Cross makes a separate argument that this Court is without jurisdictional authority under § 2255 to enter a conviction for a lesser-included offense. He cites the text of the statute's remedial provision, which as discussed above, permits a court to "discharge the prisoner or resentence him or grant a new trial or correct the sentence as may appear appropriate, " but not expressly to enter a conviction for a lesser-included offense. 28 U.S.C. § 2255(b). This text-based argument, however, is at odds with the case law, which has understood § 2255's language-in particular, the provisions permitting a court to "resentence" and "correct the sentence as may appear appropriate"-as conferring "grants of broad and flexible power to the district court." Rutledge v. United States, 230 F.3d 1041, 1047 (2000); see also United States v. Hillary, 106 F.3d 1170, 1171 (4th Cir. 1997). Indeed, that "broad and flexible power" under § 2255 has been held specifically by at least two courts to include the power to enter a lesser-included conviction where it "does not suffer from [the] procedural or substantive defect" of the greater conviction. Rutledge, 230 F.3d at 1048; see also United States v. Silvers, 888 F.Supp. 1289, 1306-09 (D. Md. 1995), affd in relevant part 90 F.3d 95 (4th Cir. 1996). One of those cases was cited with approval by the Supreme Court. See Rutledge v. United States, 517 U.S. 292, 306 (1996) (citing Silvers, 888 F.Supp. at 1306-09).[2] The Court, accordingly, finds that it has jurisdiction to enter a lesser-included offense as a form of § 2255 relief.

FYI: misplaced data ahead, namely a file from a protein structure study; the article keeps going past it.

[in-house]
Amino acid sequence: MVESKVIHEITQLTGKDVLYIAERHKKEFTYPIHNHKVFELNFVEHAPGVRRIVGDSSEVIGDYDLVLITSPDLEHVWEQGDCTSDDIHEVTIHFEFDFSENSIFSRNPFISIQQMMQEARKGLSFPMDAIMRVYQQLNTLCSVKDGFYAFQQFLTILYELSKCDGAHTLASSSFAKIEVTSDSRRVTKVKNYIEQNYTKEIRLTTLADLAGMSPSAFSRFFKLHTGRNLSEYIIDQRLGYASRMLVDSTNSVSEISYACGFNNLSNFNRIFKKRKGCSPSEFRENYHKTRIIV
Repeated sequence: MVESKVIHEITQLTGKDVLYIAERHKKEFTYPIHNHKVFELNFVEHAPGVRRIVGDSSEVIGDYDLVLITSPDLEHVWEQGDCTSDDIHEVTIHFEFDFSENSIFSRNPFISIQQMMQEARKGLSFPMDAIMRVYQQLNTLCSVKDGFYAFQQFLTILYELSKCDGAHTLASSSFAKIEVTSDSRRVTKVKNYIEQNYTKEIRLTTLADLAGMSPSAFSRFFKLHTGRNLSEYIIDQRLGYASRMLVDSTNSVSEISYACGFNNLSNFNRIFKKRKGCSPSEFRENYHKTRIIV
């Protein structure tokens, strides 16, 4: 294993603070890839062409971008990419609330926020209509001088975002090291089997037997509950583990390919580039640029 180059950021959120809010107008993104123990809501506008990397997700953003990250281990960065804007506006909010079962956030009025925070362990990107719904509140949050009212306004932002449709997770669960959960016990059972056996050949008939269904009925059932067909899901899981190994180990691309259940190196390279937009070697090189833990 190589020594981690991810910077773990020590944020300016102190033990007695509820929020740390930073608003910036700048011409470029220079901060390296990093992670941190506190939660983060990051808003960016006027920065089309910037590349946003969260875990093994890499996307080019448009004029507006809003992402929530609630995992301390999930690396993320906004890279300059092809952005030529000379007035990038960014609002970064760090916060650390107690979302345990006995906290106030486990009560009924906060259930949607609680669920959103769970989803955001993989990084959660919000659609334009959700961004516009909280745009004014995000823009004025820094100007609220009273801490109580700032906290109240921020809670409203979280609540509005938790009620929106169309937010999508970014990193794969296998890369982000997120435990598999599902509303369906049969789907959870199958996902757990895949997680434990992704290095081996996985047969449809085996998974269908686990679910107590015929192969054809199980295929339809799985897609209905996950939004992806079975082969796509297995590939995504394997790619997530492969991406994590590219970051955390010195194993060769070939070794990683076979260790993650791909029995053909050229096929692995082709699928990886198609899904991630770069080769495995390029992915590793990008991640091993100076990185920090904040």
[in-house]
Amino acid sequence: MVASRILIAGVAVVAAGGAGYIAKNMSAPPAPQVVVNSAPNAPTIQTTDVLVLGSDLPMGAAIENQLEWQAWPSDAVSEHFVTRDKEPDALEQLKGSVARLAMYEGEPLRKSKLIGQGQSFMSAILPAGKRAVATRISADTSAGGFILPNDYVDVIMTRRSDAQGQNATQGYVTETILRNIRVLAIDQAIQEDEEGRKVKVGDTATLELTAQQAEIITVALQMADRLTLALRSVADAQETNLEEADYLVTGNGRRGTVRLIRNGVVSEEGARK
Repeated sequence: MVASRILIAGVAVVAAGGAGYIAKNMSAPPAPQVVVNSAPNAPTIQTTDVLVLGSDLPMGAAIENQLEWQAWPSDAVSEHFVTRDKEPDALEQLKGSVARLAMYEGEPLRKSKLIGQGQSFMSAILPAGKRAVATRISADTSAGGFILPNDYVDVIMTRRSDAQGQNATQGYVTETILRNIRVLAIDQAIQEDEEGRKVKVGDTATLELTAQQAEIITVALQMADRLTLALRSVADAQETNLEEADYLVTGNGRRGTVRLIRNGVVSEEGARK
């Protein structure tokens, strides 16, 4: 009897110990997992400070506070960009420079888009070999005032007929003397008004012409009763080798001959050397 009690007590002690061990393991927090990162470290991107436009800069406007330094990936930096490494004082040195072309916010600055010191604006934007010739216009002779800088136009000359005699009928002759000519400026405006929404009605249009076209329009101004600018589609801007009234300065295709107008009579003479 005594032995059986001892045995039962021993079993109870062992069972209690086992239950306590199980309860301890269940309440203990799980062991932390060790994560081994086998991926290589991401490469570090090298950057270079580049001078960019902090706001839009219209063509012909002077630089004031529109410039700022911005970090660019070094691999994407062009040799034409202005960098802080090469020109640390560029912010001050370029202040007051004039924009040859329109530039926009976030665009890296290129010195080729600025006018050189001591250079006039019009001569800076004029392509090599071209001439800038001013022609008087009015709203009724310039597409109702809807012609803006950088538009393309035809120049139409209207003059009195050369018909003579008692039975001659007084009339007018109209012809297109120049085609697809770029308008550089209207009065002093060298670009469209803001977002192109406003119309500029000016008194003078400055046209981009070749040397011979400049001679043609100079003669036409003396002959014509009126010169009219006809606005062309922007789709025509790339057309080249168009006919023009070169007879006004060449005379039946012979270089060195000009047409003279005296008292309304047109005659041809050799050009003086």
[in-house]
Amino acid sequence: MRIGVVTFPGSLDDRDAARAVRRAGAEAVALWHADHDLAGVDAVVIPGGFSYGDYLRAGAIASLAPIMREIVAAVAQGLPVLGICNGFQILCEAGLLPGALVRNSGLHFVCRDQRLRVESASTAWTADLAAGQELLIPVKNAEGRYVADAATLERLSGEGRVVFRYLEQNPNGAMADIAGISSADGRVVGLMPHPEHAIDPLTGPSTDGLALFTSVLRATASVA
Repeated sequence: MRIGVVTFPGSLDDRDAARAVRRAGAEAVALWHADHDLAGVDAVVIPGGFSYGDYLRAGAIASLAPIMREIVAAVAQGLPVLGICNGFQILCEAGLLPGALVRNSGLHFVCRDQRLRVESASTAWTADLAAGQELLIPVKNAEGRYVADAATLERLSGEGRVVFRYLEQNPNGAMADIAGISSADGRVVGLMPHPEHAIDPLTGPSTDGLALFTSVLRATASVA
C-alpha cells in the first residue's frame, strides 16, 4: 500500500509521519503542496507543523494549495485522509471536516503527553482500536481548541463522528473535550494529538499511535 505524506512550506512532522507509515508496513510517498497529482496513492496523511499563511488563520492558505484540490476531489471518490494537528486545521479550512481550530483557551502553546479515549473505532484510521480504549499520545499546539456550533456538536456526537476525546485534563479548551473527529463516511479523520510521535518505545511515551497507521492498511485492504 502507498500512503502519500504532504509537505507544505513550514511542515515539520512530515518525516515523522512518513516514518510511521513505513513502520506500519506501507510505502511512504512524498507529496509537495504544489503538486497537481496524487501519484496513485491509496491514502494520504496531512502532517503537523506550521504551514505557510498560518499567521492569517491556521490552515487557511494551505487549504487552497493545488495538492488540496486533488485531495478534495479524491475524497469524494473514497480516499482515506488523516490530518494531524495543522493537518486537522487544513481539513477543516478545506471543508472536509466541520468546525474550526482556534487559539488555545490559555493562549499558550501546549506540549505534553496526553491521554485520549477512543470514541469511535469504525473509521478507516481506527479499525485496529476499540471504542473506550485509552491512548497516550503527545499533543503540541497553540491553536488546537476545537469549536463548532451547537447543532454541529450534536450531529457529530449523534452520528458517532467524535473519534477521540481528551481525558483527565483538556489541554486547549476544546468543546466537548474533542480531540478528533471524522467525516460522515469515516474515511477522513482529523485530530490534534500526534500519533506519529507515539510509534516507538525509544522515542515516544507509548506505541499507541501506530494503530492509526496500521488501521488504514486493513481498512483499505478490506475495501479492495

The Court, then, is left with two potential remedies: sentencing Cross based on the lesser-included penalty provision of 21 U.S.C. § 841(b)(1)(C), for a conspiracy involving "any detectable amount" of heroin; or vacating Cross's conviction and granting him a new trial. These circumstances are nearly identical to those faced by the Fourth Circuit in a pair of cases Cross cites in his briefing. Like Cross, the defendant in United States v. Collins, 415 F.3d 304, 314 (4th Cir. 2005), had been convicted of one count of conspiracy, 21 U.S.C. § 846, to distribute a controlled substance, 21 U.S.C. § 841(a)(1), under 21 U.S.C. § 841(b)'s highest penalty provision, § 841(b)(1)(A), which for Collins was based on an attribution of 50 grams or more of crack cocaine. Collins, 415 F.3d at 311-12. The Fourth Circuit found that the district court had erroneously instructed the jury as to the drug quantity attributable to the defendant, and that accordingly, there was error with respect to the § 841(b) penalty provision. Ld at 314. At the same time, the court noted that the defendant's "conviction under § 846 [was] sound, " as was the underlying substantive narcotics distribution provision, § 841(a). Id. Recognizing that permitting the district court itself to determine the drug quantity for the purposes of § 841(b) would run afoul of the Sixth Amendment, the court presented the Government with a choice. It could (1) "request that [the court] affirm the conspiracy conviction and remand for [the defendant] to be resentenced under the default penalty provision in § 841 ... 21 U.S.C. § 841(b)(1)(C), " or (2) "request that [the court] reverse [the defendant's] conspiracy conviction and remand for a new trial." Id. at 315. In United States v. Davis, 270 F.App'x 236 (4th Cir. 2008), the Fourth Circuit gave the Government the same choice, under similar circumstances. Id. at 255.